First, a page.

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    My RA-4 chemicals come in various small bottles. I think 3 for developer two for the blix. The componets seem to last quite awhile. I bought a fairly large kit that must be getting close to a year old. Outside of the fact some of the stuff seems to have turned to crystals and needs a good wack. Now once I mix all the stuff up together then I start worrying about shelf life.

  10. #10
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    Here is my experience with dividing a set of chems into smaller containers. By way of explanation, this if for R3 chemistry (prints from color slides).

    1. I found out which bottles are oxygen sensitive. For R3 it is the first developer and part B of the color dev. The first developer is delivered in cubitainer enough to make 12.5 gallons of usable mix. I had sufficient experience in the past to know cubitainers were pretty good for oxygen-free storage, so I didn't do anything with that. The color dev B was in a bottle enough to make 12.5 gallons, so that's what needed splitting.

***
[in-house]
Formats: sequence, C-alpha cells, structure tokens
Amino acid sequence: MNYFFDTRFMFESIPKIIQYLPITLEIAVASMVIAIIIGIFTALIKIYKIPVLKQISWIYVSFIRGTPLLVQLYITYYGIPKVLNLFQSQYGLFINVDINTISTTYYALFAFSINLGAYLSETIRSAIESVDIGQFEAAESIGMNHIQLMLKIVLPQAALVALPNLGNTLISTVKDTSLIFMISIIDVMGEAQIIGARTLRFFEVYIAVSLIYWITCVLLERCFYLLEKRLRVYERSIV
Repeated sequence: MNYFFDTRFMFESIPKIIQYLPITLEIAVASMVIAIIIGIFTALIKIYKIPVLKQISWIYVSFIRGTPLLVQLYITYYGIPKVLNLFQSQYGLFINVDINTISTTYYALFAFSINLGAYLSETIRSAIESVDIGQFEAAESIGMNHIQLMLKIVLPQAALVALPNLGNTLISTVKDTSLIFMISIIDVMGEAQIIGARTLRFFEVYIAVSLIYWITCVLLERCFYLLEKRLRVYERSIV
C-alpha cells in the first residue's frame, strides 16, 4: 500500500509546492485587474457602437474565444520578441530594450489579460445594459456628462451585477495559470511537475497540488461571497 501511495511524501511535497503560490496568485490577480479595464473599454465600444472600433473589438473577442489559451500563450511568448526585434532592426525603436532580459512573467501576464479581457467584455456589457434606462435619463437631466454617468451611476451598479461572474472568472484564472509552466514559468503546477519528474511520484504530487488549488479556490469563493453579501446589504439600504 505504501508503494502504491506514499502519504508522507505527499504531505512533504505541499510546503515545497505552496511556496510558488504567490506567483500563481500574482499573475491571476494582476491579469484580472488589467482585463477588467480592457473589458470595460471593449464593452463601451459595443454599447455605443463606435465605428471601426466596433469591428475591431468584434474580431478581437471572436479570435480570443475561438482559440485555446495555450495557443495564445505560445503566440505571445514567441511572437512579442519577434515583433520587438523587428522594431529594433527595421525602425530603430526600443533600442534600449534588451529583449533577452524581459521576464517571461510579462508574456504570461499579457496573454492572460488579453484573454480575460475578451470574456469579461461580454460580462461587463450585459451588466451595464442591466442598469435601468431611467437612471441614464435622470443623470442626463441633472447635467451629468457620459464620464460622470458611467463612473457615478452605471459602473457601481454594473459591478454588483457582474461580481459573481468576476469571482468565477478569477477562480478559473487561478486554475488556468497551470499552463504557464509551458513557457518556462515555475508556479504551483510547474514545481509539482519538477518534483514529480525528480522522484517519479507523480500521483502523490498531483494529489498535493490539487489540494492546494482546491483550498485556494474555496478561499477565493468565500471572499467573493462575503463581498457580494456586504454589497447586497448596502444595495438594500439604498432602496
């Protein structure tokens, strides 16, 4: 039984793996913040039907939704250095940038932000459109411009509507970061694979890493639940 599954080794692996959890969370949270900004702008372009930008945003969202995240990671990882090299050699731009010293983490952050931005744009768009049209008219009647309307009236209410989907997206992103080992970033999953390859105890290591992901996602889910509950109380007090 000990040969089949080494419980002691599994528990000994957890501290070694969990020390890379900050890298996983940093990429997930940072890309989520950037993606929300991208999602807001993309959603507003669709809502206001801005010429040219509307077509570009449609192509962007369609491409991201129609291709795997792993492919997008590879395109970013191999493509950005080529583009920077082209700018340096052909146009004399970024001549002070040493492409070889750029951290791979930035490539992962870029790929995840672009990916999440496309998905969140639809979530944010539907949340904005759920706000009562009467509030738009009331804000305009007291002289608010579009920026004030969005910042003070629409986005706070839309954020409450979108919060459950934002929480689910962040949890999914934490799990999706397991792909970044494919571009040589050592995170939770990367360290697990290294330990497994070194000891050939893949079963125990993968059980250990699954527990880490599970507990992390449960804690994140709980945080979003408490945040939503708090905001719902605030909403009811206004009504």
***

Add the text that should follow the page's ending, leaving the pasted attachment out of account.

2. I figured out how big a batch I would make at a time. It was 1 liter, and the color dev needed 40 mL.

    3. So I went to a chemical supplier (fishersci.com) and found a 40 mL glass vial for sample storage. I ordered lids to go with them, not PFTE (teflon) which would have been better, but the regular rubber linings were a lot cheaper.

    4. So on the day appointed I got my graduated cylindar and the part B bottle, and started pouring. I sealed up each vial as well as I could, then came back later to tighten the slack that happens as the cap liner is compressed.

    5. And then, taking the lead of my grandmother in putting up fruit, I sealed all vials with parafin. Just a bar, melted over a water double pot, dip in each vial upside-down and let the air in the threads escape, and set aside to cool.

    6. This is the fourth storage method I've tried, and it's proven the best by far. When I need a liter of color dev, I must open the vial carefully so as not to get too much wax in the mix, but in the end was is harmless and floats, so I can pick it out easily when it does get in a bottle.

    Now, for E6 chems, the first developer and again, part B of the color developer are air senstive, but since I use only the 5 liter kit I have never bothered to protect the chems; I open them so infrequently and use them up too quick for air to harm them appreciably.